It’s official: If you live in the state of California, your morning trip to Starbucks will include a cancer warning. The new law was passed because a chemical produced during the coffee roasting process — acrylamide — is listed as a potential carcinogen. It’s distressing news for those of us who need a cup of joe (or two) to make it through the day, but is there any way to enjoy coffee without acrylamide?
Is it possible to cut out this chemical?
The National Council for Education and Research on Toxics has argued that coffee sellers should remove acrylamide from the brewing process, and this argument was the subject of a 2010 law suit. But in reality, cutting out the chemical is easier said than done. According to the FDA, acrylamide forms from sugars and the amino acid asparagine during cooking methods that use a high heat, such as frying or roasting. The FDA warns that, as of now, scientists have not found an effective way to reduce the levels of acrylamide in roasted coffee beans. So, in short, there’s no way to have coffee without acrylamide in it.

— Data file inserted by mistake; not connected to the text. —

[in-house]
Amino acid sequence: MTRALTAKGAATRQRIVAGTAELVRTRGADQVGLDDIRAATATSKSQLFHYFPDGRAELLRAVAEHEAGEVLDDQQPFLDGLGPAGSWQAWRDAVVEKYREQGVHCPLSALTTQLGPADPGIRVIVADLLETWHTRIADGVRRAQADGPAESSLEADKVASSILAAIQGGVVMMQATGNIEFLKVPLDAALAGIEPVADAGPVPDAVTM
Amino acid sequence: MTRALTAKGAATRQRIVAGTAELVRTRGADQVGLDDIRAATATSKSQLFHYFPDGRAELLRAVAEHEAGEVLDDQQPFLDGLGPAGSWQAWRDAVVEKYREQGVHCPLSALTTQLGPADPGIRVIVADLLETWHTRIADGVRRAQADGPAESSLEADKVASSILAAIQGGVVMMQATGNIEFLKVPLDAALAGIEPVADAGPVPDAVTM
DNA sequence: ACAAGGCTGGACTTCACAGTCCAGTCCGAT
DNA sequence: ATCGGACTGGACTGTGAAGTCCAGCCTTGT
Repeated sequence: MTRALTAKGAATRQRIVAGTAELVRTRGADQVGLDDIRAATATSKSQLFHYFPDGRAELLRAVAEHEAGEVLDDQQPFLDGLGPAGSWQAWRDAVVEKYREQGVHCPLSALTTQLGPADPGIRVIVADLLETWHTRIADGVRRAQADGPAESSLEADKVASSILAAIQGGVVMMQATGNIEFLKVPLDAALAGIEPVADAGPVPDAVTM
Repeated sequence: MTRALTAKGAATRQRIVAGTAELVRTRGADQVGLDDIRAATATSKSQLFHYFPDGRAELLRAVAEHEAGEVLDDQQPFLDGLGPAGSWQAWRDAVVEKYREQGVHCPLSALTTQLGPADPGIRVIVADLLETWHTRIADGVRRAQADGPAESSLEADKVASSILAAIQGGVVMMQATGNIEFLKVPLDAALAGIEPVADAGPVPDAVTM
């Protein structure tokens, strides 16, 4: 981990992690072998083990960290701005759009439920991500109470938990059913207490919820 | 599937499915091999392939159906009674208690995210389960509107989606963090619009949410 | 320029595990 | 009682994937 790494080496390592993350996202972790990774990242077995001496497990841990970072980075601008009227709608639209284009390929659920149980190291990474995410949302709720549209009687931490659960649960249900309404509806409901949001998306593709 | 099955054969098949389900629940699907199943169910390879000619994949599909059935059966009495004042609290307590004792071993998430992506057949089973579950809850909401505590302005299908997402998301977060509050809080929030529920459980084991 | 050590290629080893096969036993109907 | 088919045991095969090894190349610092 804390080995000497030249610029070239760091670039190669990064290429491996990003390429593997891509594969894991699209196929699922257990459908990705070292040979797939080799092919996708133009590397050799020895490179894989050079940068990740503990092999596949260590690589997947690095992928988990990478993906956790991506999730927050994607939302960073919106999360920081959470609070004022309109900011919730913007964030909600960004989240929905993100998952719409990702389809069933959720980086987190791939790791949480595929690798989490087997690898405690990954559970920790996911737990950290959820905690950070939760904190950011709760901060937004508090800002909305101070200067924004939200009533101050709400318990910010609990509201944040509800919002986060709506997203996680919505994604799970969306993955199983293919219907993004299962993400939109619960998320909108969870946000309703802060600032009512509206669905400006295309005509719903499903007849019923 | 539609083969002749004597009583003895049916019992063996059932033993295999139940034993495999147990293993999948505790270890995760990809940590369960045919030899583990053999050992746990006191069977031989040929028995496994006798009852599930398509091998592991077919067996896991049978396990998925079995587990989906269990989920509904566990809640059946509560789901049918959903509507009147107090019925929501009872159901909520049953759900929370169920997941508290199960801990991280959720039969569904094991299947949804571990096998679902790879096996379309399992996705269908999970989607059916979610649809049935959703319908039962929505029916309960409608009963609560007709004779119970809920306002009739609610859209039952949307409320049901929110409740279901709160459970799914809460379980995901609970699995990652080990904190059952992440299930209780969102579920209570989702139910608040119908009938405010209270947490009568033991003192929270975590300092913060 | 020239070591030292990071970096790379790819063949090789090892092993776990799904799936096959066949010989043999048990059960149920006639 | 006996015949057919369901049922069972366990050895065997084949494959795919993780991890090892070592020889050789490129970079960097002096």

On top of this, acrylamide is not just in coffee. Foods like french fries, bread, and biscuits all contain it. According to the journal NCBI, it’s present in more than one-third of all the calories Americans and Europeans consume.
But there is some good news. There is very little evidence that you will actually get cancer from being exposed to acrylamide. While previous studies on rats and mice have shown a link between certain cancers and the chemical, a 2014 review of these studies found that the animals involved were exposed to between 1,000 and 10,000 times more acrylamide than the average person. So for now, it’s best to take those cancer warnings with a grain of salt.
If you’re really concerned about this potential carcinogen, though, cutting down on coffee and starchy foods is the best way to avoid it.
Hearing that any food or drink can cause cancer is always scary. But for now, don’t panic. We might not be able to have coffee without acrylamide, but we’ll continue to enjoy our morning brew.